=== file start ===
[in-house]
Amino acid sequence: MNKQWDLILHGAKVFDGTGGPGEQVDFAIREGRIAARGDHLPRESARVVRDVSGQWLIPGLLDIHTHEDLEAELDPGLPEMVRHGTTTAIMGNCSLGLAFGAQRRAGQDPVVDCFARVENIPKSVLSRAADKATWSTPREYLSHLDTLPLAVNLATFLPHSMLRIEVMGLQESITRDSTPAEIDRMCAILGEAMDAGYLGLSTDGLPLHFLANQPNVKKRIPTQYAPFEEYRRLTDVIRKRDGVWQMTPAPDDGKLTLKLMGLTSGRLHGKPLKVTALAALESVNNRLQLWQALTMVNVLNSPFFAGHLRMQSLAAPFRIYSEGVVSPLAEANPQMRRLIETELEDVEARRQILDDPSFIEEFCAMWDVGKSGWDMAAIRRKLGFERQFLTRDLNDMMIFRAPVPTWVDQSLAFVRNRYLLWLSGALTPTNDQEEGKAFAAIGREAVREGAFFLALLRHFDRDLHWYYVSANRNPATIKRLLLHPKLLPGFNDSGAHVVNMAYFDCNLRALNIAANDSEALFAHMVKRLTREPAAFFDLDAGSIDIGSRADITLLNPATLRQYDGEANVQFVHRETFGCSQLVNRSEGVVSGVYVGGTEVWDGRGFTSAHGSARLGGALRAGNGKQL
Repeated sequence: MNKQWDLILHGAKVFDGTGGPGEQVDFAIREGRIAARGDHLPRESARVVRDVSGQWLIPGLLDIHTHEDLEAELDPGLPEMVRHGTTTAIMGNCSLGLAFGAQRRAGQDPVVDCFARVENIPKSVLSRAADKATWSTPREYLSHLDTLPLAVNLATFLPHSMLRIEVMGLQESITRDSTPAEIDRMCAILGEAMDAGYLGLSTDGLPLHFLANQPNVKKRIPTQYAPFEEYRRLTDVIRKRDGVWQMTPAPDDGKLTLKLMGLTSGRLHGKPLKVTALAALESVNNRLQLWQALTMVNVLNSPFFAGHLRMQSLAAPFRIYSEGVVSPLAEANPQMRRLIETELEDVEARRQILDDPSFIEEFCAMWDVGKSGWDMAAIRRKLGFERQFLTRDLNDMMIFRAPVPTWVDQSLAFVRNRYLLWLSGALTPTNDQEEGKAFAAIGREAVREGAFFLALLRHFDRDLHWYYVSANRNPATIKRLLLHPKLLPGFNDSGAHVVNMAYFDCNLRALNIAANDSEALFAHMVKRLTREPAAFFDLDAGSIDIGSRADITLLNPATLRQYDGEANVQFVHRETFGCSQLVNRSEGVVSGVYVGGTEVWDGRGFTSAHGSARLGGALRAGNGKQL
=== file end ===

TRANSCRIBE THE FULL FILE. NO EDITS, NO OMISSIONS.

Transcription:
[in-house]
Amino acid sequence: MNKQWDLILHGAKVFDGTGGPGEQVDFAIREGRIAARGDHLPRESARVVRDVSGQWLIPGLLDIHTHEDLEAELDPGLPEMVRHGTTTAIMGNCSLGLAFGAQRRAGQDPVVDCFARVENIPKSVLSRAADKATWSTPREYLSHLDTLPLAVNLATFLPHSMLRIEVMGLQESITRDSTPAEIDRMCAILGEAMDAGYLGLSTDGLPLHFLANQPNVKKRIPTQYAPFEEYRRLTDVIRKRDGVWQMTPAPDDGKLTLKLMGLTSGRLHGKPLKVTALAALESVNNRLQLWQALTMVNVLNSPFFAGHLRMQSLAAPFRIYSEGVVSPLAEANPQMRRLIETELEDVEARRQILDDPSFIEEFCAMWDVGKSGWDMAAIRRKLGFERQFLTRDLNDMMIFRAPVPTWVDQSLAFVRNRYLLWLSGALTPTNDQEEGKAFAAIGREAVREGAFFLALLRHFDRDLHWYYVSANRNPATIKRLLLHPKLLPGFNDSGAHVVNMAYFDCNLRALNIAANDSEALFAHMVKRLTREPAAFFDLDAGSIDIGSRADITLLNPATLRQYDGEANVQFVHRETFGCSQLVNRSEGVVSGVYVGGTEVWDGRGFTSAHGSARLGGALRAGNGKQL
Repeated sequence: MNKQWDLILHGAKVFDGTGGPGEQVDFAIREGRIAARGDHLPRESARVVRDVSGQWLIPGLLDIHTHEDLEAELDPGLPEMVRHGTTTAIMGNCSLGLAFGAQRRAGQDPVVDCFARVENIPKSVLSRAADKATWSTPREYLSHLDTLPLAVNLATFLPHSMLRIEVMGLQESITRDSTPAEIDRMCAILGEAMDAGYLGLSTDGLPLHFLANQPNVKKRIPTQYAPFEEYRRLTDVIRKRDGVWQMTPAPDDGKLTLKLMGLTSGRLHGKPLKVTALAALESVNNRLQLWQALTMVNVLNSPFFAGHLRMQSLAAPFRIYSEGVVSPLAEANPQMRRLIETELEDVEARRQILDDPSFIEEFCAMWDVGKSGWDMAAIRRKLGFERQFLTRDLNDMMIFRAPVPTWVDQSLAFVRNRYLLWLSGALTPTNDQEEGKAFAAIGREAVREGAFFLALLRHFDRDLHWYYVSANRNPATIKRLLLHPKLLPGFNDSGAHVVNMAYFDCNLRALNIAANDSEALFAHMVKRLTREPAAFFDLDAGSIDIGSRADITLLNPATLRQYDGEANVQFVHRETFGCSQLVNRSEGVVSGVYVGGTEVWDGRGFTSAHGSARLGGALRAGNGKQL